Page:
2016 NORRA Mexican 1000 Rally
- Marco Polo
Over the last six years since the NORRA Mexican 1000 came back into existence we’ve been privileged to have covered the event in the general sense and as part of a chase crew. This year, we were given the opportunity to join the race itself thanks to Bill Hernquist of Hernquist Motorsports.
This year’s four-day,1300-mile run down the Baja Peninsula would be much like the past few years. The terrain varies as you travel south, as the course spans across the peninsula and touches on both the Pacific and Sea of Cortez coasts multiple times until reaching the final destination in San Jose Del Cabo. We were privileged to ride in the navigator’s spot in Hernquist’s 1982 Ed Fisk-built VW Baja Bug for two sections of the 2016 journey.
Contingency was great. We had a chance to meet the other competitors, take photos and have a great time before the race started.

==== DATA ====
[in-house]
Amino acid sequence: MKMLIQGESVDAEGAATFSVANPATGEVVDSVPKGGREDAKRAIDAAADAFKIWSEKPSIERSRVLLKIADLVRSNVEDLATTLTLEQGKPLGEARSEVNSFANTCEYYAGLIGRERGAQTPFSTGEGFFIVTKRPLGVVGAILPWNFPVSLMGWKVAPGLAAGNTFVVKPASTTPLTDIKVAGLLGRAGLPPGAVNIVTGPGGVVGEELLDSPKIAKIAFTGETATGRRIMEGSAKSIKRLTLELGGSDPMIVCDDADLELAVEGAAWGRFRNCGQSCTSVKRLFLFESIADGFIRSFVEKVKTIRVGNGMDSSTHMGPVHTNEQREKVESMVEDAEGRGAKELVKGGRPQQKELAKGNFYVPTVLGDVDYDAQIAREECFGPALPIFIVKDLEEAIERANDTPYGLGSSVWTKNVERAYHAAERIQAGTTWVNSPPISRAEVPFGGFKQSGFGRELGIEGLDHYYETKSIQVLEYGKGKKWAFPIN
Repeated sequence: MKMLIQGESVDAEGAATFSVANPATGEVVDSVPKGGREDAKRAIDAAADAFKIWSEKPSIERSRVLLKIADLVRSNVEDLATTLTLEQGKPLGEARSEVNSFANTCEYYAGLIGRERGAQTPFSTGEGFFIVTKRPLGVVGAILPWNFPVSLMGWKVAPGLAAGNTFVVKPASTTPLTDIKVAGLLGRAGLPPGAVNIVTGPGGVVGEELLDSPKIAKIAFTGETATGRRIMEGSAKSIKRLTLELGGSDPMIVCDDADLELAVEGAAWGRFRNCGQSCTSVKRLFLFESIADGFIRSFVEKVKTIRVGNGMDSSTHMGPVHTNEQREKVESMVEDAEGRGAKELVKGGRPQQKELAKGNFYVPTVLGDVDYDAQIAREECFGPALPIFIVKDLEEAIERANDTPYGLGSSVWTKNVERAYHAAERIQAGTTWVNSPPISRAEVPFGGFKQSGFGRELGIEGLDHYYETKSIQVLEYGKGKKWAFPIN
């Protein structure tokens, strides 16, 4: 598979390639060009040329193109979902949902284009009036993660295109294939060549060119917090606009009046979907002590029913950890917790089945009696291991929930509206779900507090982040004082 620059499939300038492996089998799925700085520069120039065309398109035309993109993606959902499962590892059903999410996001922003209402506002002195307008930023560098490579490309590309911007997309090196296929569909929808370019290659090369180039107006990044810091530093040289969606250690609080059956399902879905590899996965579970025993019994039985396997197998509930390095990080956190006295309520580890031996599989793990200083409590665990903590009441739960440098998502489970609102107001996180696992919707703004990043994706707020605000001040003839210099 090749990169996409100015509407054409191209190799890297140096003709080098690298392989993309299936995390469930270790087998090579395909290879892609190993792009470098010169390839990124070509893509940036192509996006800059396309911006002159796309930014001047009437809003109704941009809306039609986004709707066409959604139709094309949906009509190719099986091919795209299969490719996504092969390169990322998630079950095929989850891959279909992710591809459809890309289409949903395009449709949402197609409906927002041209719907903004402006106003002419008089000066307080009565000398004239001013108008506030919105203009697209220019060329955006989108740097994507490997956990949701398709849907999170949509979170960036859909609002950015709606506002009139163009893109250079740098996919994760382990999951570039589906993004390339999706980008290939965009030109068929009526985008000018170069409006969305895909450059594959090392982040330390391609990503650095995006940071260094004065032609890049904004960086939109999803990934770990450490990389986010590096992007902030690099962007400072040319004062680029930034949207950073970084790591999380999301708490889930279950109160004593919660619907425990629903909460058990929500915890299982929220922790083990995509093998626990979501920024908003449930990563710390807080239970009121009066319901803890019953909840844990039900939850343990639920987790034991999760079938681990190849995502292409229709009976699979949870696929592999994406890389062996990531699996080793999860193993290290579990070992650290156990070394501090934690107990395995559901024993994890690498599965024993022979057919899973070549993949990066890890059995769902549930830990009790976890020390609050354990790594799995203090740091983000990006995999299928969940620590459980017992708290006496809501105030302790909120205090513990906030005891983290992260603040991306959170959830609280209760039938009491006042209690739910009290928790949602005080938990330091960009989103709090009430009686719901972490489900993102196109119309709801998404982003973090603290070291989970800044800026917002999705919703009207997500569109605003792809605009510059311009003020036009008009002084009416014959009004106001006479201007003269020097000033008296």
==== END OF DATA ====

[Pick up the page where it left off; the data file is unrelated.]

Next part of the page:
The next morning after contingency, we lined up to take the start on the first transit section. For those unfamiliar, the Mexican 1000 is a rally format with transit sections and specials. The transits are untimed road sections whereas the specials are full race speed mayhem. For me, the transit was a good time to really get familiar with the car, its sounds and how it felt while we made our way to the special.
As we entered the staging for the first special stage you could feel the intensity in the air. Racers were jockeying for position to take the start. We were instantly confronted by another team in our class who tried to dart in front of us at the last moment, but an official made them back up and start behind us.
As we lined up for the green behind a “faster” competitor, we went through our final check: belts tightened, GPS ready, road book ready… and bam, we get roosted by the car in front of us leaving the line. Welcome to off-road racing! We haven't even left the line and a pound of dirt and rocks are in my lap.
Five seconds to go, the flagman counts us down and throws the green and we leave the line hard.